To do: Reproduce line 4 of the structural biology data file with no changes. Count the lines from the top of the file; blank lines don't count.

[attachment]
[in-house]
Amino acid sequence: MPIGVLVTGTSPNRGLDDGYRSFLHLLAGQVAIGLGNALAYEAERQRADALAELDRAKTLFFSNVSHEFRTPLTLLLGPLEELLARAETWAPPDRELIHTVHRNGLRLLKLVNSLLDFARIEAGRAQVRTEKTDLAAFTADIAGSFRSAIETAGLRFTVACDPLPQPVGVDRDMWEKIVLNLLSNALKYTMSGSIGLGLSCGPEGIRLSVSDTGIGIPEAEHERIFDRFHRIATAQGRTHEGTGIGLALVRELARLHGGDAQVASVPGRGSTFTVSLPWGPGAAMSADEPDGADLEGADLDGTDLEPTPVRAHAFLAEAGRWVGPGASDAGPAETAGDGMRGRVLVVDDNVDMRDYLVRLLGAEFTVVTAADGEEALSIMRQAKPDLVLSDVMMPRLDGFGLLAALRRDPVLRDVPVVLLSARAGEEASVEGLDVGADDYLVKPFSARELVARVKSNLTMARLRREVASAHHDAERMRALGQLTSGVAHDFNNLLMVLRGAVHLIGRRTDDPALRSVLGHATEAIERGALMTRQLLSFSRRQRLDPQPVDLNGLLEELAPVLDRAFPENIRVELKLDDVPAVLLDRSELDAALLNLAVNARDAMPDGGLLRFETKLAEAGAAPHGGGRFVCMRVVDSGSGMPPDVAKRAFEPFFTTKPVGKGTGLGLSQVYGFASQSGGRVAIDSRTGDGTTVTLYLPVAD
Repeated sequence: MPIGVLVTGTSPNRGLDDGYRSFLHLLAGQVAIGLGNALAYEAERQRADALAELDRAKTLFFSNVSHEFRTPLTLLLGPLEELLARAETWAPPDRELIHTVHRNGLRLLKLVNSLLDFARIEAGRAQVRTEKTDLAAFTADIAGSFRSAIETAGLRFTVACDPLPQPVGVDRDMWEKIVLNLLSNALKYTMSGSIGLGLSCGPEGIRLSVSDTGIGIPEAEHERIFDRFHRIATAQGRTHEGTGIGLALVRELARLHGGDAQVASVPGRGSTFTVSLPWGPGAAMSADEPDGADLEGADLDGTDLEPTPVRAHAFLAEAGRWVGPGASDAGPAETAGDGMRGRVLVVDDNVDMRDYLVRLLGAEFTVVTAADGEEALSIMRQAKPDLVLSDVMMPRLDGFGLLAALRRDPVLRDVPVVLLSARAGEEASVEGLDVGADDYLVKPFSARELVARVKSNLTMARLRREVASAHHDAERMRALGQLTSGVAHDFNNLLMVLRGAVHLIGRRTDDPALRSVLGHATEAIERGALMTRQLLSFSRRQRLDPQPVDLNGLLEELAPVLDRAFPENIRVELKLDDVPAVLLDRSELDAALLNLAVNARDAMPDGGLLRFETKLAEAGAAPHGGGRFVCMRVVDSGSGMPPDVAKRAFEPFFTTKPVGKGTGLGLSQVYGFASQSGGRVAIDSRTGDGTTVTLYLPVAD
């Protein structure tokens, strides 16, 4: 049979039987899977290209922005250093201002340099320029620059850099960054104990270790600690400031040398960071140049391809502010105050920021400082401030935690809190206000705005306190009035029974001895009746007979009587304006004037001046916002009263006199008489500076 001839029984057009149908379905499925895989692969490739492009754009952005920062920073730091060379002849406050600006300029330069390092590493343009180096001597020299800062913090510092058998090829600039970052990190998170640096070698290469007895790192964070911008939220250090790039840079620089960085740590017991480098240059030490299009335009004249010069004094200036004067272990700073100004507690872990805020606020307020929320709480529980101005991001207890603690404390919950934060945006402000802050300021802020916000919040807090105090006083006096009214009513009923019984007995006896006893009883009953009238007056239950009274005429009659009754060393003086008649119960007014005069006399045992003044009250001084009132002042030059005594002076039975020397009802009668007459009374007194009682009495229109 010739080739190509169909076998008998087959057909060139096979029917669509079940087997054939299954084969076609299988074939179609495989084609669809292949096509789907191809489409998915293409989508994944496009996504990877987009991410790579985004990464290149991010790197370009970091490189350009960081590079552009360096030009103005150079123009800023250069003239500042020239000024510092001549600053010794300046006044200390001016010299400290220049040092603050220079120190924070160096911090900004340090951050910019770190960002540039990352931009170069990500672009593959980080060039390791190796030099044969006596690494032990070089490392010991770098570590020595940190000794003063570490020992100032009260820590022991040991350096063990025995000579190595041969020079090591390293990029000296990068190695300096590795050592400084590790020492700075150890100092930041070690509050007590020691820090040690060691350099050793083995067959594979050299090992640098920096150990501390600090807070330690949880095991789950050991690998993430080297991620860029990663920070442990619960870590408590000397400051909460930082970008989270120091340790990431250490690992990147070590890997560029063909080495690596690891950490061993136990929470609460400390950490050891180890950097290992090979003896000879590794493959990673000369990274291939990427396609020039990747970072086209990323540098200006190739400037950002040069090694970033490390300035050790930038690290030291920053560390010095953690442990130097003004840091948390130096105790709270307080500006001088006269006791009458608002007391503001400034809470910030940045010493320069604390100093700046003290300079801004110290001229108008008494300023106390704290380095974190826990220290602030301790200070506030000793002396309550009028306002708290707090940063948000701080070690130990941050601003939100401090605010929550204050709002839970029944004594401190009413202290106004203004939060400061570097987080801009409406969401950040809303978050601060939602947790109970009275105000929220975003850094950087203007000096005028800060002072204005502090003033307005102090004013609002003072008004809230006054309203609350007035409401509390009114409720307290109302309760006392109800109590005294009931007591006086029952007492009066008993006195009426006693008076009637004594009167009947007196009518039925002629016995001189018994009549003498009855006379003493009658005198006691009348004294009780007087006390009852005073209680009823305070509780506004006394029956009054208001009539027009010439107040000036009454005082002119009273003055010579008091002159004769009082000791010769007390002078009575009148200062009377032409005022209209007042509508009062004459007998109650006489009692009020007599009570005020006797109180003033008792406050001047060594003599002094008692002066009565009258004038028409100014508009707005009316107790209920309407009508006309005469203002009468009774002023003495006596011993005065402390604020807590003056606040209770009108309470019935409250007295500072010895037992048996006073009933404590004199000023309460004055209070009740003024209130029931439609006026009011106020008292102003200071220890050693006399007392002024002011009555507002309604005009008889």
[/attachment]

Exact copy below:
């Protein structure tokens, strides 16, 4: 049979039987899977290209922005250093201002340099320029620059850099960054104990270790600690400031040398960071140049391809502010105050920021400082401030935690809190206000705005306190009035029974001895009746007979009587304006004037001046916002009263006199008489500076 001839029984057009149908379905499925895989692969490739492009754009952005920062920073730091060379002849406050600006300029330069390092590493343009180096001597020299800062913090510092058998090829600039970052990190998170640096070698290469007895790192964070911008939220250090790039840079620089960085740590017991480098240059030490299009335009004249010069004094200036004067272990700073100004507690872990805020606020307020929320709480529980101005991001207890603690404390919950934060945006402000802050300021802020916000919040807090105090006083006096009214009513009923019984007995006896006893009883009953009238007056239950009274005429009659009754060393003086008649119960007014005069006399045992003044009250001084009132002042030059005594002076039975020397009802009668007459009374007194009682009495229109 010739080739190509169909076998008998087959057909060139096979029917669509079940087997054939299954084969076609299988074939179609495989084609669809292949096509789907191809489409998915293409989508994944496009996504990877987009991410790579985004990464290149991010790197370009970091490189350009960081590079552009360096030009103005150079123009800023250069003239500042020239000024510092001549600053010794300046006044200390001016010299400290220049040092603050220079120190924070160096911090900004340090951050910019770190960002540039990352931009170069990500672009593959980080060039390791190796030099044969006596690494032990070089490392010991770098570590020595940190000794003063570490020992100032009260820590022991040991350096063990025995000579190595041969020079090591390293990029000296990068190695300096590795050592400084590790020492700075150890100092930041070690509050007590020691820090040690060691350099050793083995067959594979050299090992640098920096150990501390600090807070330690949880095991789950050991690998993430080297991620860029990663920070442990619960870590408590000397400051909460930082970008989270120091340790990431250490690992990147070590890997560029063909080495690596690891950490061993136990929470609460400390950490050891180890950097290992090979003896000879590794493959990673000369990274291939990427396609020039990747970072086209990323540098200006190739400037950002040069090694970033490390300035050790930038690290030291920053560390010095953690442990130097003004840091948390130096105790709270307080500006001088006269006791009458608002007391503001400034809470910030940045010493320069604390100093700046003290300079801004110290001229108008008494300023106390704290380095974190826990220290602030301790200070506030000793002396309550009028306002708290707090940063948000701080070690130990941050601003939100401090605010929550204050709002839970029944004594401190009413202290106004203004939060400061570097987080801009409406969401950040809303978050601060939602947790109970009275105000929220975003850094950087203007000096005028800060002072204005502090003033307005102090004013609002003072008004809230006054309203609350007035409401509390009114409720307290109302309760006392109800109590005294009931007591006086029952007492009066008993006195009426006693008076009637004594009167009947007196009518039925002629016995001189018994009549003498009855006379003493009658005198006691009348004294009780007087006390009852005073209680009823305070509780506004006394029956009054208001009539027009010439107040000036009454005082002119009273003055010579008091002159004769009082000791010769007390002078009575009148200062009377032409005022209209007042509508009062004459007998109650006489009692009020007599009570005020006797109180003033008792406050001047060594003599002094008692002066009565009258004038028409100014508009707005009316107790209920309407009508006309005469203002009468009774002023003495006596011993005065402390604020807590003056606040209770009108309470019935409250007295500072010895037992048996006073009933404590004199000023309460004055209070009740003024209130029931439609006026009011106020008292102003200071220890050693006399007392002024002011009555507002309604005009008889």